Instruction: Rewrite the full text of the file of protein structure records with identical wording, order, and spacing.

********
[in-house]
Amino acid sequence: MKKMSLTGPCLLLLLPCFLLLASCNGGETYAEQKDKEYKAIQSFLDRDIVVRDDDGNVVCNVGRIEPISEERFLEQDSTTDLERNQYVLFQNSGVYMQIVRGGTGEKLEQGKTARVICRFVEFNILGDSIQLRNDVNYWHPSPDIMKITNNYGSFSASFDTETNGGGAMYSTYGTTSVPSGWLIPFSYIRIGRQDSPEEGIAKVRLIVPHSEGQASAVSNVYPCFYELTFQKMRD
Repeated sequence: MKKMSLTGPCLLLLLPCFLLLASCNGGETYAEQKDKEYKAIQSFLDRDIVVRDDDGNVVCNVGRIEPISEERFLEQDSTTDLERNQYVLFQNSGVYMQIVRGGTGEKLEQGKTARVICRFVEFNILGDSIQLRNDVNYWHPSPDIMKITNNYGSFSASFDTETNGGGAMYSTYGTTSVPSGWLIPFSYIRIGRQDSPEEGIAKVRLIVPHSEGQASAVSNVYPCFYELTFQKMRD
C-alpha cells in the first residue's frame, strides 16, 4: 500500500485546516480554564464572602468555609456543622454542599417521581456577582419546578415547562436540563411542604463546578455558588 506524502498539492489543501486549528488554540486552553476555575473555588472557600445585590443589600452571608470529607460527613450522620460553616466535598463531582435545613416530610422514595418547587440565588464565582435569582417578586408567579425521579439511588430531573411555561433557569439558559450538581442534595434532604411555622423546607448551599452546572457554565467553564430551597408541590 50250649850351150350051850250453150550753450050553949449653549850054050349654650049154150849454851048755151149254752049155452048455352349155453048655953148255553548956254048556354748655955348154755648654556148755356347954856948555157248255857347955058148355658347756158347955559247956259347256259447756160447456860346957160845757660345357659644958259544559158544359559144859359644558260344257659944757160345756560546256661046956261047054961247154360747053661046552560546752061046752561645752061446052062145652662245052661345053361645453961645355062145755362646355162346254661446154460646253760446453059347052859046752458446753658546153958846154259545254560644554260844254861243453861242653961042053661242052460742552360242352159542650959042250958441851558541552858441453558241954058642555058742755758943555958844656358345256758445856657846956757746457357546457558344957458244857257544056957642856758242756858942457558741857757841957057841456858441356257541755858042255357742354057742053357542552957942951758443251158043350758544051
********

[in-house]
Amino acid sequence: MKKMSLTGPCLLLLLPCFLLLASCNGGETYAEQKDKEYKAIQSFLDRDIVVRDDDGNVVCNVGRIEPISEERFLEQDSTTDLERNQYVLFQNSGVYMQIVRGGTGEKLEQGKTARVICRFVEFNILGDSIQLRNDVNYWHPSPDIMKITNNYGSFSASFDTETNGGGAMYSTYGTTSVPSGWLIPFSYIRIGRQDSPEEGIAKVRLIVPHSEGQASAVSNVYPCFYELTFQKMRD
Repeated sequence: MKKMSLTGPCLLLLLPCFLLLASCNGGETYAEQKDKEYKAIQSFLDRDIVVRDDDGNVVCNVGRIEPISEERFLEQDSTTDLERNQYVLFQNSGVYMQIVRGGTGEKLEQGKTARVICRFVEFNILGDSIQLRNDVNYWHPSPDIMKITNNYGSFSASFDTETNGGGAMYSTYGTTSVPSGWLIPFSYIRIGRQDSPEEGIAKVRLIVPHSEGQASAVSNVYPCFYELTFQKMRD
C-alpha cells in the first residue's frame, strides 16, 4: 500500500485546516480554564464572602468555609456543622454542599417521581456577582419546578415547562436540563411542604463546578455558588 506524502498539492489543501486549528488554540486552553476555575473555588472557600445585590443589600452571608470529607460527613450522620460553616466535598463531582435545613416530610422514595418547587440565588464565582435569582417578586408567579425521579439511588430531573411555561433557569439558559450538581442534595434532604411555622423546607448551599452546572457554565467553564430551597408541590 50250649850351150350051850250453150550753450050553949449653549850054050349654650049154150849454851048755151149254752049155452048455352349155453048655953148255553548956254048556354748655955348154755648654556148755356347954856948555157248255857347955058148355658347756158347955559247956259347256259447756160447456860346957160845757660345357659644958259544559158544359559144859359644558260344257659944757160345756560546256661046956261047054961247154360747053661046552560546752061046752561645752061446052062145652662245052661345053361645453961645355062145755362646355162346254661446154460646253760446453059347052859046752458446753658546153958846154259545254560644554260844254861243453861242653961042053661242052460742552360242352159542650959042250958441851558541552858441453558241954058642555058742755758943555958844656358345256758445856657846956757746457357546457558344957458244857257544056957642856758242756858942457558741857757841957057841456858441356257541755858042255357742354057742053357542552957942951758443251158043350758544051